EMUGE Blog

Mark Hatch

Product Director at EMUGE Corp.

Recent Posts

Fixing Fasteners: Why Threads Come Loose and What to Do About It

Aug 17, 2022 12:43:19 PM / by Mark Hatch posted in Medical Device Manufacturing, Aerospace, tapping, taps, metalworking, Inconel, alloys, thread milling, Self Locking Threads

0 Comments

Part Four: The Screw Thread Solution

So far in Fixing Fasteners, we’ve provided a short introduction to screw threads and threaded fasteners, along with some options for making them stay put. Part Three described one of the most efficient systems for accomplishing this, the Detroit Tool Company's wedge ramp thread design. The patent for that simple yet ingenious invention has long since run out and is now represented by two companies—Stanley Engineered Products with its SpiralockTM brand and its alternative, Emuge-Franken’s Self-Lock™ thread locking technology.

Read More

Fixing Fasteners: Why Threads Come Loose and What to Do About It

Aug 17, 2022 12:42:41 PM / by Mark Hatch posted in Medical Device Manufacturing, Aerospace, tapping, taps, metalworking, Inconel, alloys, thread milling, Self Locking Threads

0 Comments

Part Three: A Valiant Attempt

In the previous two segments of Fixing Fasteners, we reviewed the basics of thread design and provided some brief descriptions of the industry's various attempts to secure fasteners. This section will discuss a more practical approach to the latter. In 1979, the Detroit Tool Company made a simple modification to a standard thread profile. They called it SpiralockTM, and it soon became quite popular for use in mission-critical applications by military and aerospace manufacturers, and eventually the medical industry.

Read More

Fixing Fasteners: Why Threads Come Loose and What to Do About It

Aug 17, 2022 12:39:32 PM / by Mark Hatch posted in Medical Device Manufacturing, Aerospace, tapping, taps, metalworking, Inconel, alloys, thread milling, Self Locking Threads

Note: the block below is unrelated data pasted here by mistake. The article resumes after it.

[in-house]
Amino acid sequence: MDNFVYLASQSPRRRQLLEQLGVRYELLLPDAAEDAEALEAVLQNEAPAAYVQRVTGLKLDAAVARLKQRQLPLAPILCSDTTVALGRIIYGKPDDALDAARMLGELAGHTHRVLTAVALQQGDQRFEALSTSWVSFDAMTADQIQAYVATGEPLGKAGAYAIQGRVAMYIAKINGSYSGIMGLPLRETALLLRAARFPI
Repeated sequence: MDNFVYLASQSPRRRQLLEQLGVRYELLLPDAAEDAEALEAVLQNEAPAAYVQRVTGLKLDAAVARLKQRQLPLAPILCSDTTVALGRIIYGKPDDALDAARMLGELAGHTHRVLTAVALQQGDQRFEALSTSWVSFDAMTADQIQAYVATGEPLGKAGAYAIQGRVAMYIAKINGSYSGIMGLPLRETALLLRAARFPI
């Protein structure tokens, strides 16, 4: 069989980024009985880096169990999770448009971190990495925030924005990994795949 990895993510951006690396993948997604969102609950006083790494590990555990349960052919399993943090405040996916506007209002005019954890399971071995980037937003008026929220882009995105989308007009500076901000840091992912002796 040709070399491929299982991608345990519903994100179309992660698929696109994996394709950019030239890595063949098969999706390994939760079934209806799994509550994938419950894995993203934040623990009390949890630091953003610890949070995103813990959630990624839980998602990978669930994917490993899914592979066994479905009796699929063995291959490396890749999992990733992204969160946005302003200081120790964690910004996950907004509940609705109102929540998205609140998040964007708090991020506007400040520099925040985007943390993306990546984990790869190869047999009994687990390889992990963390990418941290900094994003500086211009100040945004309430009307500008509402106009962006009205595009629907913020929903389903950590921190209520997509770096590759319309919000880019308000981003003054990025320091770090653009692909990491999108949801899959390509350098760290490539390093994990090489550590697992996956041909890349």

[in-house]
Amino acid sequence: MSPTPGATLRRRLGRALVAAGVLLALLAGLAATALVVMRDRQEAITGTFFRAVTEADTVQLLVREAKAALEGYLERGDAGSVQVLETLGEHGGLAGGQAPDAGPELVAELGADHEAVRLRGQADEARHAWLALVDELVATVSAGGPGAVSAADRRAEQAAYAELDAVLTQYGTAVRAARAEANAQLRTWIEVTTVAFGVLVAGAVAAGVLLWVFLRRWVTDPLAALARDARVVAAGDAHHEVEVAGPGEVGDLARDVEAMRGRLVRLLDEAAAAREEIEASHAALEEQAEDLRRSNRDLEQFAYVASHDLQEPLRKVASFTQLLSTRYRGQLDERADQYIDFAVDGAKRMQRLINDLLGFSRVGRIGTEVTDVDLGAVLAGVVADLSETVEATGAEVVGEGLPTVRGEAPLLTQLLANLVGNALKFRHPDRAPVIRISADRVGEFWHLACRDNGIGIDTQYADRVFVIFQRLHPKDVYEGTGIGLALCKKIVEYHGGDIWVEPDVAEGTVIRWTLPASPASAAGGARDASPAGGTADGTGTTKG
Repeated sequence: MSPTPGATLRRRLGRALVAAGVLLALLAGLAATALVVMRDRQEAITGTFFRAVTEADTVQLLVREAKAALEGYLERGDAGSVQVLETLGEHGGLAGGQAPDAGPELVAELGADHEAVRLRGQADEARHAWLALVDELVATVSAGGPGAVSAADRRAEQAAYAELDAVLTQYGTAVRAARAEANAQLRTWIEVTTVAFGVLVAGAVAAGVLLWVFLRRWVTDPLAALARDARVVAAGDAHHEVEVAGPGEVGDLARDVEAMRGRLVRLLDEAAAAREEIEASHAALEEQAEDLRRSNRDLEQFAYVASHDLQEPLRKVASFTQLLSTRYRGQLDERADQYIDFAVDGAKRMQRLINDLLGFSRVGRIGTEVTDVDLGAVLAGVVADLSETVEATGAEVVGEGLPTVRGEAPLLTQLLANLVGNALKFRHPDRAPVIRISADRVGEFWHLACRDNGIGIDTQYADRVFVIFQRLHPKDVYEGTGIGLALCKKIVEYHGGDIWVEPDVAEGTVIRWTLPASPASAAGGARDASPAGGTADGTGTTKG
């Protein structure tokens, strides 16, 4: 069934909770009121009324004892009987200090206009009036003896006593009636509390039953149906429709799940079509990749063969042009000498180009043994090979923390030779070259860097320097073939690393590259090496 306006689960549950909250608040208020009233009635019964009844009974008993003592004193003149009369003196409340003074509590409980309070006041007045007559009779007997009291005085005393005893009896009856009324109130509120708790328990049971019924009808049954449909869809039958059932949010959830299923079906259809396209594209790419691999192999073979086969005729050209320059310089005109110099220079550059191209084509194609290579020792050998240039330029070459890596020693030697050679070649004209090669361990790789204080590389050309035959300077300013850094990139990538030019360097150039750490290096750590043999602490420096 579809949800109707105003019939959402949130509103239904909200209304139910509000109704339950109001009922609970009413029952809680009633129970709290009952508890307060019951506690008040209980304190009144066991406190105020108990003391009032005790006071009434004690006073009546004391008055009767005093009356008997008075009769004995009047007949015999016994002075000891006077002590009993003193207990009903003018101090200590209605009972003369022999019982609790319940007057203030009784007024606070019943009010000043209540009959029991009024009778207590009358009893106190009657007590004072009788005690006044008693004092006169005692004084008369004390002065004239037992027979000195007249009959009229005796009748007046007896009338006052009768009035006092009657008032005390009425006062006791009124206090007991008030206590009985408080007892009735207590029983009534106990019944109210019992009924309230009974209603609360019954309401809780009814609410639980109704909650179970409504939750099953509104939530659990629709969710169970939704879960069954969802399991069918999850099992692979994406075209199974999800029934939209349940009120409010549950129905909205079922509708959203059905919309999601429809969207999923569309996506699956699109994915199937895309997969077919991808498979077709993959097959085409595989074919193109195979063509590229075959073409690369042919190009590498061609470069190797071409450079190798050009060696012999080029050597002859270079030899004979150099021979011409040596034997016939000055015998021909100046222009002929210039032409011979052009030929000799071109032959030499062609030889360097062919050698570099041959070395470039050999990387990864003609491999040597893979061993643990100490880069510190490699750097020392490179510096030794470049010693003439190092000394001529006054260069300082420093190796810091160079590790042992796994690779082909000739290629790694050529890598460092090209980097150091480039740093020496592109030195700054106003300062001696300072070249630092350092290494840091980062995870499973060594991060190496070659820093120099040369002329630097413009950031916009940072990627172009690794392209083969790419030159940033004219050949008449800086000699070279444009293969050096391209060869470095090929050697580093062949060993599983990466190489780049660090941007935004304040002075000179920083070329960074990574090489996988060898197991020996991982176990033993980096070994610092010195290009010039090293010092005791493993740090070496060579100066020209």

0 Comments

Part Two: As the Screw Turns

In Part One of Fixing Fasteners, we offered a brief overview of screws and thread manufacturing, their different classes of fit, and some comments on the importance of proper tolerancing and gaging when machining screw threads. Adhering to these guidelines is the first step toward making strong, dependable fasteners. However, even the highest quality screw, nut, or bolt can come loose unexpectedly (often at the worst possible time) when subjected to vibration and other forces.

That's because threaded fasteners are intended to come apart. It’s an unfortunate truth (or a fortunate one, depending on your perspective) that all machinery and other mechanical assemblies must be constructed in a manner that allows them to be serviced, refilled, and repaired. If not, they could simply be welded together, eliminating the need for threads entirely.

Read More

Fixing Fasteners: Why Threads Come Loose and What to Do About It

Aug 17, 2022 12:39:02 PM / by Mark Hatch posted in Medical Device Manufacturing, Aerospace, tapping, taps, metalworking, Inconel, alloys, thread milling, Self Locking Threads

0 Comments

Part One: Threads on Parade

This four-part series will discuss threaded fasteners, why they come loose, and how engineers and product designers can prevent this unfortunate, sometimes dangerous event. We’ll preface it by saying that Emuge-Franken is a cutting tool manufacturer with more than a century of experience in this area. The company invented the first spiral point tap for producing internal threads in 1921 and has since developed some of the highest-quality drills, end mills, and threading products on the market. As you’ll soon see, they have also addressed the problem just mentioned—fasteners coming loose—with a comprehensive and innovative solution.

 

Read More

Taming Tapping, Part II: Why a One Size Fits All Mentality Doesn't Always Cut the Mustard

Oct 13, 2021 5:12:58 PM / by Mark Hatch posted in tapping, taps, metalworking, Inconel, alloys, thread milling

1 Comment

In PartOne of this article, I presented some reasons why shops should consider material-specific taps. This section will explore some of the features to look for in one. Before diving in, however, it’s essential to recognize the difference between plug and bottoming taps.

Read More

Taming Tapping, Part I: Why a One Size Fits All Mentality Doesn't Always Cut the Mustard

Sep 8, 2021 10:12:18 AM / by Mark Hatch posted in tapping, taps, metalworking, Inconel, alloys

1 Comment

Drilling has long been recognized as one of the most common yet most challenging of all metalworking operations. Tapping is even tougher. Aside from problems with chip evacuation and potential coolant starvation, there's the sheer amount of metal being removed relative to the available space for the cutting tool.

Read More
Content not found